ClimateEditThe climate of Africa ranges from tropical to subarctic on its highest peaks. Its northern half is primarily desert or arid, while its central and southern areas contain both savanna plains and very dense jungle (rainforest) regions. In between, there is a convergence where vegetation patterns such as sahel, and steppe dominate. Africa is the hottest continent on earth; drylands and deserts comprise 60% of the entire land surface. The record for the highest temperature recorded was set in Libya in 1922 (58 °C (136 °F))
Globally, heating of the earth near the equator leads to large amounts of upward motion and convection along the monsoon trough or Intertropical convergence zone. The divergence over the near-equatorial trough leads to air rising and moving away from the equator aloft. As it moves towards the Mid-Latitudes, the air cools and sinks, which leads to subsidence near the 30th parallel of both hemispheres. This circulation is known as the Hadley cell and leads to the formation of the subtropical ridge. Many of the world's deserts are caused by these climatological high-pressure areas, including the Sahara.
The low-level easterly African jet stream is considered to play a crucial role in the southwest monsoon of Africa, and helps form the tropical waves which march across the tropical Atlantic and eastern Pacific oceans during the warm season. The jet exhibits both barotropic and baroclinic instability, which produces synoptic scale, westward propagating disturbances in the jet known as African easterly waves, or tropical waves. A small number of mesoscale storm systems embedded in these waves develop into tropical cyclones after they move from west Africa into the tropical Atlantic, mainly during August and September. When it lies south of normal during the peak months of the Atlantic hurricane season, tropical cyclone formation is suppressed
Plants and AnimalsEdit
Africa boasts perhaps the world's largest combination of density and "range of freedom" of wild animal populations and diversity, with wild populations of large carnivores (such as lions, hyenas, and cheetahs) and herbivores (such as buffalo, elephants, camels, and giraffes) ranging freely on primarily open non-private plains. It is also home to a variety of "jungle" animals including snakes and primates and aquatic life such as crocodiles and amphibians. In addition, Africa has the largest number of megafauna species, as it was least affected by the extinction of the Pleistocene megafauna.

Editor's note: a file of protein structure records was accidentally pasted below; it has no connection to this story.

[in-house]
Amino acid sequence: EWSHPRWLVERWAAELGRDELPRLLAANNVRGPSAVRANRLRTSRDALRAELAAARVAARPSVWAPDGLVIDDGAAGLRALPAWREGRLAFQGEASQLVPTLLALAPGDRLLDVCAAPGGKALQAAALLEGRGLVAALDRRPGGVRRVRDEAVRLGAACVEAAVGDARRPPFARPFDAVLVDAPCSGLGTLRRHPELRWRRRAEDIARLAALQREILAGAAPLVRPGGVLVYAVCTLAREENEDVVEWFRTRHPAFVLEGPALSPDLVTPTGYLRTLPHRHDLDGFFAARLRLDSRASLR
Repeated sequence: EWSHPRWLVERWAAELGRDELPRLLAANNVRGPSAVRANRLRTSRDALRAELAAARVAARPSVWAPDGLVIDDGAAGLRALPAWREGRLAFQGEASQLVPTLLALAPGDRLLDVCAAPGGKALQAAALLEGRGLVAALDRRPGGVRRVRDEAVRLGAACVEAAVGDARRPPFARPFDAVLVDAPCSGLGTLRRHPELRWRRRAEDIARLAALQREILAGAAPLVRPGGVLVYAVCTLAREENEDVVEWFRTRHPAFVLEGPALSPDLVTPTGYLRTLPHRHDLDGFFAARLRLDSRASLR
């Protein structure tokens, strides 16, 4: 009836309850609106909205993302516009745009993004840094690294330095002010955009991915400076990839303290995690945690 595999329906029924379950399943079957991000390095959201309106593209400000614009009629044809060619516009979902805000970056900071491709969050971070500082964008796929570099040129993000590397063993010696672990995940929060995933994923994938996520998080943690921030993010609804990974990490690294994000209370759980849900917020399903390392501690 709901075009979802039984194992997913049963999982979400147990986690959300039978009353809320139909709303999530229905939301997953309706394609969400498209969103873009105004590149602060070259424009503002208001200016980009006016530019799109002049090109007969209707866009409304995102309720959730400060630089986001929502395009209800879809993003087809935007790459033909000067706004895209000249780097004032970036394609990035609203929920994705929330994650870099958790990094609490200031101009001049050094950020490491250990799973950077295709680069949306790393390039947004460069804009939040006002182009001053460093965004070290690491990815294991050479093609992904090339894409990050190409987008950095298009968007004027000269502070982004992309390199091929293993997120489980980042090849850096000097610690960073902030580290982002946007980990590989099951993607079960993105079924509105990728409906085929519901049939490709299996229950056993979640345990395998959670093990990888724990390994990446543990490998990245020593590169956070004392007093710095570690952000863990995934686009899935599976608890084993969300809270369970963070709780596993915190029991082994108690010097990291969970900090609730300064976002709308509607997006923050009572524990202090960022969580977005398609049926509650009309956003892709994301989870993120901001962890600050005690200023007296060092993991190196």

Africa has over 3,000 protected areas, with 198 marine protected areas, 50 biosphere reserves and 80 wetlands reserves. Significant habitat destruction, increases in human population and poaching are reducing Africa's biological diversity. Human encroachment, civil unrest and the introduction of non-native species threatens biodiversity in Africa. This has been exacerbated by administrative problems, inadequate personnel and funding problems.
There are clear signs of increased networking among African organizations and states. For example, in the civil war in the Democratic Republic of the Congo (former Zaire), rather than rich, non-African countries intervening, neighboring African countries became involved since the conflict began in 1998, the estimated death toll has reached 5 million.
Although it has abundant natural resources, Africa remains the world's poorest and most underdeveloped continent, the result of a variety of causes that may include the spread of deadly diseases (notably HIV/AIDS and malaria), corrupt governments that have often committed serious human rights violations, failed central planning, high levels of illiteracy, lack of access to foreign capital, and frequent tribal and military conflict (ranging from guerrilla warfare to genocide).
By most estimates, well over a thousand languages (UNESCO has estimated around two thousand) are spoken in Africa. Most are of African origin, though some are of European or Asian origin. Africa is the most multilingual continent in the world, and it is not rare for individuals to fluently speak not only multiple African languages, but one or more European ones as well.
There are four major language families indigenous to Africa.
- The Afro-Asiatic languages are a language family of about 240 languages and 285 million people widespread throughout the Horn of Africa, North Africa, the Sahel, and Southwest Asia.
- The Nilo-Saharan language family consists of more than a hundred languages spoken by 30 million people. Nilo-Saharan languages are spoken by tribes in Chad, Ethiopia, Kenya, Sudan, South Sudan, Uganda, and northern Tanzania.
- The Niger–Congo language family covers much of Sub-Saharan Africa and is probably the largest language family in the world in terms of different languages.
- The Khoisan languages number about fifty and are spoken in Southern Africa by approximately 120,000 people. Many of the Khoisan languages are endangered. The Khoi and San peoples are considered the original inhabitants of this part of Africa.
Following the end of colonialism, nearly all African countries adopted official languages that originated outside the continent, although several countries also granted legal recognition to indigenous languages (such as Swahili, Yoruba, Igbo and Hausa). In numerous countries, English and French are used for communication in the public sphere such as government, commerce, education and the media. Arabic, Portuguese, Afrikaans and Spanish are examples of languages that trace their origin to outside of Africa, and that are used by millions of Africans today, both in the public and private spheres. Italian is spoken by some in former Italian colonies in Africa. German is spoken in Namibia, as it was a former German protectorate.